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Parliamentary elections will take place in Moldova on November 30. Some of the political parties have already started, officially or not, electoral actions, while some haven't. IPN Agency set out to sketch the “portraits” of political parties as recorded by society's perception, before the official start of the electoral campaign. We consider this to be a useful exercise for Moldovan voters, who will gain additional and concentrated information that they may find useful on the day of elections, and also for the parties themselves, who will get some hints on how to improve their image. This portrait might also help to better understand what one or another Moldovan party wants to be and what it really is. To this goal, many experts have been asked to comment on the parties' chance to make it into the next Parliament, the way they fulfilled their previous electoral promises, the possible coalitions, topics, tactics and strategies they might employ to get the voters' attention. Political parties are presented in order of the number of seats they hold in the current Legislative and of the results obtained during the previous parliamentary elections in 2010.
The Communist Reformist Party (PCRM), which was registered this year and is headed by Ruslan Popa, seems to be misleading the voters of the Communist Party (PCRM). However, experts say it’s not so easy to deceive the voters and this party does not have chances of entering Parliament due to accidental votes.
Political analyst Ion Tabarta, vice director of the Institute for Political Analysis and Consultancy “Politicon”, wondered who this party belongs to – an oligarch from inside who wants to hit the PCRM or it is a project from outside. “We do not yet know much about this party. We can say that the party’s leader is an active personage in Moldovan politics, but this activism is rather designed to play the game of a person from the shadow,” said Ion Tabarta. The expert is convinced that the Communist Reformist Party does not have chances of entering Parliament after the November 30 elections, the party’s goal being rather to confuse the supporters of the Communists so as to tear away votes.
Expert in politology Denis Cenusa considers that this party is used to confuse the electorate by the similitude to the PCRM as they have the same abbreviation and similar symbols. “The presence of this party in ballots will create confusion. As a result, they can garner some of the votes, but I don’t think they could enter Parliament. A lot depends on how the Communist Party manages to prepare the voters so as to avoid confusion in elections,” stated the expert.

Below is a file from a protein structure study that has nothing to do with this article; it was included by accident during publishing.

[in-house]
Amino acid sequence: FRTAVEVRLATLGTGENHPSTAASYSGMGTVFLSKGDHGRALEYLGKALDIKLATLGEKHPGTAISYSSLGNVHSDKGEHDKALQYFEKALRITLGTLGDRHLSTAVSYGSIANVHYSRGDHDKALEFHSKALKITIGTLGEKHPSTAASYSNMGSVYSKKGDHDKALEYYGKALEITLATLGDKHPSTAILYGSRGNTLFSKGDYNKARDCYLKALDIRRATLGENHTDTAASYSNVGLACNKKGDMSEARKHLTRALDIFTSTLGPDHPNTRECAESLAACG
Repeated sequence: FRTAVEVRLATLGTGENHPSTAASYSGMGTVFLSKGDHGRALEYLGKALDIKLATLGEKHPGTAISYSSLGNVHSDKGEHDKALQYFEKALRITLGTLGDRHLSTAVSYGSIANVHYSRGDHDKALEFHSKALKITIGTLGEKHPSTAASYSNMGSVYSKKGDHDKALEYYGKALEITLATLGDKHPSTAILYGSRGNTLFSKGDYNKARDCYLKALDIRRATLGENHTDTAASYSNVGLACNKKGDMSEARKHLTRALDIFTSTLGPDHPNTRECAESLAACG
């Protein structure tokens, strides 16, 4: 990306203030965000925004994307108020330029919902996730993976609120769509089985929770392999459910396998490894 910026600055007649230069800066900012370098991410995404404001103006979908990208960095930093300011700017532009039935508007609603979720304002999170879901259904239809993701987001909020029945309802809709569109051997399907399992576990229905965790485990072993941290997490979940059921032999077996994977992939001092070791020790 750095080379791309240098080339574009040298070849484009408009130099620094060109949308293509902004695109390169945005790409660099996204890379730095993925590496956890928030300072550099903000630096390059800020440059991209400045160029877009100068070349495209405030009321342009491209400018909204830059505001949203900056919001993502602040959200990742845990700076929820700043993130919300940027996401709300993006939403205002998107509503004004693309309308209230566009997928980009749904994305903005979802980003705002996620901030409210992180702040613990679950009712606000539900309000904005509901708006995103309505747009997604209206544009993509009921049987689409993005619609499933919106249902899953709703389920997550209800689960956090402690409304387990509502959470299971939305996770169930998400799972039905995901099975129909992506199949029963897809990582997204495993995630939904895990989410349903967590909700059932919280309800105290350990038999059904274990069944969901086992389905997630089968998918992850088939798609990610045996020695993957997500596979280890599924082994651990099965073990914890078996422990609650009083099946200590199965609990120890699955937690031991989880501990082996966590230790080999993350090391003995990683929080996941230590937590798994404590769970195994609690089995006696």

Political analyst Nicolae Negru said the leader of the Communist Reformist Party is not well known. In Moldova the electors vote yet for the leaders who assert themselves, are charismatic and good orators. “We cannot say that Ruslan Popa has these qualities. The party has yet slim chances given that the Communist Reformist Party has similar symbols, the same abbreviation and colors with the Communist Party. Some of the electors can vote for this party by mistake,” said the analyst. According to Nicolae Negru, it’s not excluded that the more radical part of Communist voters will support the reformists. But the notion of reformist Communist is senseless. The voters in Moldova know only a certain type of Communists.
Vice director of the Institute of Legal and Political Research of the Academy of Sciences of Moldova Victor Juc said that such a notion in the specialized literature is called party clone. The idea of forming an alternative Communist party appeared long before. Similar attempts have been made earlier. The Communist Reformist Party is more leftist than the Communist Party. If it does not poll votes, this party will disappear. It pursues other goals than to promote a positive message in Parliament. It wants to attract votes from the Communist Party.
Expert Lina Grau believes that this party is a project against the PCRM, which does not cope now with the election campaign. “I don’t think they will venture into a very active campaign as they know that Vladimir Voronin (the leader of the PCRM – e.n.) is on positions and his presence alone ensures a good result for the Communists in elections. The members of this party are opportunists who tried to take revenge. I don’t see them in the campaign, but, if they enter it, they will make effort to take revenge on their former colleagues,” stated Lina Grau. She believes that the party could mislead some of the voters, but she does not see a team and cannot say if the party members manage to mobilize themselves for one goal – to mislead some of the voters and steal percentage from the Communists. “This is definitely someone’s project. I don’t think it belongs to the same one politician, as they rumor, but the related statements could contain a piece of truth,” stated Lina Grau.
As part of this campaign, IPN has already published a review of the experts' opinions on the Communists' Party, the Liberal-Democratic Party, the Democratic Party, the Liberal Party, the Liberal Reformists Party, the Renaissance Party, the Socialists' Party, the Democratic Action Party, the National Liberal Party, the Antimafia People's Movement and the People's Party, and the Green Ecologist Party. and the Party of Regions of Moldova, and the Party “Democratia Acasa” (Democracy at Home)., and the People’s Force Party.
Mariana Galben, IPN
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ENEMO (the European Network of Election Monitoring Organizations) has deployed an International Election Observation Mission (IEOM) to observe the elections on 24 February 2019
Public Discussion: Political culture of Moldovan society: current state and trendies
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